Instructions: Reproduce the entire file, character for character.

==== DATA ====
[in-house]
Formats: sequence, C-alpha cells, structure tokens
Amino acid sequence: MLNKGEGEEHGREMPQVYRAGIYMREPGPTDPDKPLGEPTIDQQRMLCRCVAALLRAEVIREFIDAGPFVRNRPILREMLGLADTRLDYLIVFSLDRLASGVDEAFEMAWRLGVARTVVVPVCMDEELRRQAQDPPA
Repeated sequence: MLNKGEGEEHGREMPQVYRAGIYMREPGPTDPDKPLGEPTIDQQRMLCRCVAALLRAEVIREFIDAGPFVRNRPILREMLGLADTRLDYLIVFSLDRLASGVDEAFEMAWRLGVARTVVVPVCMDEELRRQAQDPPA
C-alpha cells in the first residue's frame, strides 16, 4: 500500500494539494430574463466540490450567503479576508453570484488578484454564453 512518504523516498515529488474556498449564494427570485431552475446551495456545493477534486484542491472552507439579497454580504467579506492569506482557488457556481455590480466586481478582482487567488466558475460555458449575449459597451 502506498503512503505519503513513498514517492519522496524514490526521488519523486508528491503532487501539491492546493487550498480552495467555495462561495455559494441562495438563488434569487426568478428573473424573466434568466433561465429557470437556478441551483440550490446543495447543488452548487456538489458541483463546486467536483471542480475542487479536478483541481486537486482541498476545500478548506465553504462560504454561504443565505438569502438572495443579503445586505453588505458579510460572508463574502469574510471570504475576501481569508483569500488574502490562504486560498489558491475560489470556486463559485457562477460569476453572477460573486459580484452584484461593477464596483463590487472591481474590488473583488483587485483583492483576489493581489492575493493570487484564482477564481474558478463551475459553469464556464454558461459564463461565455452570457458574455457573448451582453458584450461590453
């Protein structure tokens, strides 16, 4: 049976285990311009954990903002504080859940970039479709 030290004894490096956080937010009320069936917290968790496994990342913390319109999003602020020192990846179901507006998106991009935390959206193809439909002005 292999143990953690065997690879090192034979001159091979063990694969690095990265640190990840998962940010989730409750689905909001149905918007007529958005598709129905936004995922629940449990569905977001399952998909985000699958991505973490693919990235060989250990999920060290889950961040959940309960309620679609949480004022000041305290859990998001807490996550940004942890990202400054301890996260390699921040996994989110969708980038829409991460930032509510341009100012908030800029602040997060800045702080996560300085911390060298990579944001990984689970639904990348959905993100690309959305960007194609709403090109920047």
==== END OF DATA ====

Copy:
[in-house]
Formats: sequence, C-alpha cells, structure tokens
Amino acid sequence: MLNKGEGEEHGREMPQVYRAGIYMREPGPTDPDKPLGEPTIDQQRMLCRCVAALLRAEVIREFIDAGPFVRNRPILREMLGLADTRLDYLIVFSLDRLASGVDEAFEMAWRLGVARTVVVPVCMDEELRRQAQDPPA
Repeated sequence: MLNKGEGEEHGREMPQVYRAGIYMREPGPTDPDKPLGEPTIDQQRMLCRCVAALLRAEVIREFIDAGPFVRNRPILREMLGLADTRLDYLIVFSLDRLASGVDEAFEMAWRLGVARTVVVPVCMDEELRRQAQDPPA
C-alpha cells in the first residue's frame, strides 16, 4: 500500500494539494430574463466540490450567503479576508453570484488578484454564453 512518504523516498515529488474556498449564494427570485431552475446551495456545493477534486484542491472552507439579497454580504467579506492569506482557488457556481455590480466586481478582482487567488466558475460555458449575449459597451 502506498503512503505519503513513498514517492519522496524514490526521488519523486508528491503532487501539491492546493487550498480552495467555495462561495455559494441562495438563488434569487426568478428573473424573466434568466433561465429557470437556478441551483440550490446543495447543488452548487456538489458541483463546486467536483471542480475542487479536478483541481486537486482541498476545500478548506465553504462560504454561504443565505438569502438572495443579503445586505453588505458579510460572508463574502469574510471570504475576501481569508483569500488574502490562504486560498489558491475560489470556486463559485457562477460569476453572477460573486459580484452584484461593477464596483463590487472591481474590488473583488483587485483583492483576489493581489492575493493570487484564482477564481474558478463551475459553469464556464454558461459564463461565455452570457458574455457573448451582453458584450461590453
């Protein structure tokens, strides 16, 4: 049976285990311009954990903002504080859940970039479709 030290004894490096956080937010009320069936917290968790496994990342913390319109999003602020020192990846179901507006998106991009935390959206193809439909002005 292999143990953690065997690879090192034979001159091979063990694969690095990265640190990840998962940010989730409750689905909001149905918007007529958005598709129905936004995922629940449990569905977001399952998909985000699958991505973490693919990235060989250990999920060290889950961040959940309960309620679609949480004022000041305290859990998001807490996550940004942890990202400054301890996260390699921040996994989110969708980038829409991460930032509510341009100012908030800029602040997060800045702080996560300085911390060298990579944001990984689970639904990348959905993100690309959305960007194609709403090109920047």